The Film Centerr’s Russian series continues with Aleksandr Medvedkin’s rare Soviet comedy THE NEW MOSCOW (1938; Monday, 6pm & Thursday, 8:15pm) and Andrei Konchalovsky’s respected Chekhov adaptation UNCLE VANYA (1970; Friday, 7:45pm & Saturday, 3pm). The new documentary LOUISE BOURGEOIS: THE SPIDER, THE MISTRESS, AND THE TANGERINE, about the artist and sculptor, receives a week-long run; as does a second artist-focused doc, A MAN NAMED PEARL, about the topiary works of a self-taught African-American artist. Tuesday at 7pm sees a special event documentary presentation of CONSIDERING DEMOCRACY: 8 THINGS TO ASK YOUR REPRESENTATIVE, with filmmaker Keya Lea Horiuchi in person.

Bank of America Cinema presents the Orson Welles/Claudette Colbert weepie TOMORROW IS FOREVER, directed by John Huston, which also features a very young Natalie Wood (Saturday, 8pm).

Columbia College Professor Emeritus Michael Rabiger discusses the Rod Steiger thriller ACROSS THE BRIDGE at Facets Cinémathèque (Sunday, 10am). Also this week is a preview screening for the DVD release of local documentarian David Simpson’s film REFRIGERATOR MOTHERS (Saturday, 12:30pm); the 1999 Czech film COZY DENS (Sunday, 12:30pm); and a week’s run for CANARY (2005), which tells a story of two children entwined in the events surrounding the Aum Shinrikyo cult’s gas attack on the Tokyo subway.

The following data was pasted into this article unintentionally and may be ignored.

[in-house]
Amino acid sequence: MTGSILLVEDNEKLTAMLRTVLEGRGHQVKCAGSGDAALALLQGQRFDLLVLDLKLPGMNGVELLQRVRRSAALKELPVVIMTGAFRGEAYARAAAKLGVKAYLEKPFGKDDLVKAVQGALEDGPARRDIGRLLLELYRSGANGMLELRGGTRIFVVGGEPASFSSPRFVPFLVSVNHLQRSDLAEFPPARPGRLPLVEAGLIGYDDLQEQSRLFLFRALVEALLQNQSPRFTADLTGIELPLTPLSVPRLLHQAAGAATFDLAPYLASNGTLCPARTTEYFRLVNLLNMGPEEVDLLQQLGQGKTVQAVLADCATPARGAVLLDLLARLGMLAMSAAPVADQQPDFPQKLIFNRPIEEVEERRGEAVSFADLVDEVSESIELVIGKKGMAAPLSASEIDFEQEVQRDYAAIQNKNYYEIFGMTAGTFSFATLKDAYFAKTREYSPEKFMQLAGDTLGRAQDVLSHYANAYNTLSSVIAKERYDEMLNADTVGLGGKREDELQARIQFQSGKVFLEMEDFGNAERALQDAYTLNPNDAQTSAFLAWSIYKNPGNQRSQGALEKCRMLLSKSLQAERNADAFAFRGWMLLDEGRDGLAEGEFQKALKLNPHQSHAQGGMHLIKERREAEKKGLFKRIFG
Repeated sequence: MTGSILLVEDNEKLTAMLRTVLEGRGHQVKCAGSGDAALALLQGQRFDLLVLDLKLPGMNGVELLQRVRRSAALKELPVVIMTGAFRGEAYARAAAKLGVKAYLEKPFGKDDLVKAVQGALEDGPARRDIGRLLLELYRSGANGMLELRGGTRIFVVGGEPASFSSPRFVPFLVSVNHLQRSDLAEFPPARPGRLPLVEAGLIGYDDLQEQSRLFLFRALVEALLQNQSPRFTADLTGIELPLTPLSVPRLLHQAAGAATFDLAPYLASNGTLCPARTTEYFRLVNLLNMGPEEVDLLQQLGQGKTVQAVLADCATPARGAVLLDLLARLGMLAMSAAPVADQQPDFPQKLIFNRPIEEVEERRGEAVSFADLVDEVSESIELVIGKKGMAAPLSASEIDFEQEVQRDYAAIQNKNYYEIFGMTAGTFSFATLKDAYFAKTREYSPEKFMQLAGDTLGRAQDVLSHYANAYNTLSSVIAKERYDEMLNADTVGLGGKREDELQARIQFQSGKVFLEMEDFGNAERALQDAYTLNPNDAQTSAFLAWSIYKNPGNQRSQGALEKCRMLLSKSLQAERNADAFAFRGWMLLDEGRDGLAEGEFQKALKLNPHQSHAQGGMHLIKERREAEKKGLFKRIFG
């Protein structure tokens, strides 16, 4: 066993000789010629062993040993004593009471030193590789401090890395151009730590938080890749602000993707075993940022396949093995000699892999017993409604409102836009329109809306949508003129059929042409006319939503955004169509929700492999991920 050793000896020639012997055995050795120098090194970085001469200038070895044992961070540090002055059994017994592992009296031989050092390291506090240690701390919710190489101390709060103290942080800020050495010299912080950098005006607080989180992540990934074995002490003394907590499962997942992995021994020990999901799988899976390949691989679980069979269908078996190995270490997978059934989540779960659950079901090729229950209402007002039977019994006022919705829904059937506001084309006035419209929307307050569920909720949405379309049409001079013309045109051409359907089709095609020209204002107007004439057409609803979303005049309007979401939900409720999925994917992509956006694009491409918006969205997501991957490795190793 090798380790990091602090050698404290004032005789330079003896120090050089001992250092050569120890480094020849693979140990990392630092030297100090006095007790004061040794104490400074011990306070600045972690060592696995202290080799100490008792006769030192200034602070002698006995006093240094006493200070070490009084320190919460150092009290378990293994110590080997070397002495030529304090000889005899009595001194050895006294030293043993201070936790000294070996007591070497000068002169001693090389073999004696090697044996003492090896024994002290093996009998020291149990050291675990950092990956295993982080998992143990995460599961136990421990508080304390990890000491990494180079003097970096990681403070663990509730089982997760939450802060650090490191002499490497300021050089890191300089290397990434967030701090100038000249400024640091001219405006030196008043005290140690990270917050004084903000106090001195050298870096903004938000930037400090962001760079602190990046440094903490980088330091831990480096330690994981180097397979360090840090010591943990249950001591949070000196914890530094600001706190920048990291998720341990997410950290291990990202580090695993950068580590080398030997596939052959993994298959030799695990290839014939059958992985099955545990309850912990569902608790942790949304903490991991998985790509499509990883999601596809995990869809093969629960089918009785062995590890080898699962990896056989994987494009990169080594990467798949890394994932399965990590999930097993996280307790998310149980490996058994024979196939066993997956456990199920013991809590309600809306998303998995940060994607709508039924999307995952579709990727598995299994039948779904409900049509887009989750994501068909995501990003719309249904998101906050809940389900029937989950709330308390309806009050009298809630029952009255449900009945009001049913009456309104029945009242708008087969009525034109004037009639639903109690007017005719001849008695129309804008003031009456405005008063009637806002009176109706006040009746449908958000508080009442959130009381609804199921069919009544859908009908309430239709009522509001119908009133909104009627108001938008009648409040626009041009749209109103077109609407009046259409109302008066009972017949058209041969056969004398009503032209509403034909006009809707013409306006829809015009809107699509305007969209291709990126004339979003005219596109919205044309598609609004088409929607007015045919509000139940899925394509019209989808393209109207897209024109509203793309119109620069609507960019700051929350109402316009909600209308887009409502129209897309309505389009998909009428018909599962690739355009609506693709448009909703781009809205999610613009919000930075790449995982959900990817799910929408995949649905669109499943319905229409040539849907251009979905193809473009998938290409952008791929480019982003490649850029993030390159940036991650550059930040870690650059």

Block Cinema’s new German series has MARSEILLE, a 2004 “mood piece” (Thursday, 8pm). The WWII series includes the Claudette Colbert-starrer THREE CAME HOME (Friday, 8pm) and a program of war-era short films from the Raymond Rohauer Collection (Wednesday, 8pm).

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CINE-LIST: October 3 October 9, 2008

MANAGING EDITOR / Patrick Friel

CONTRIBUTORS / Michael Castelle, Rob Christopher, Christy LeMaster, Joe Rubin, Ben Sachs, Will Schmenner

CONSULTING EDITOR & DESIGN / Darnell Witt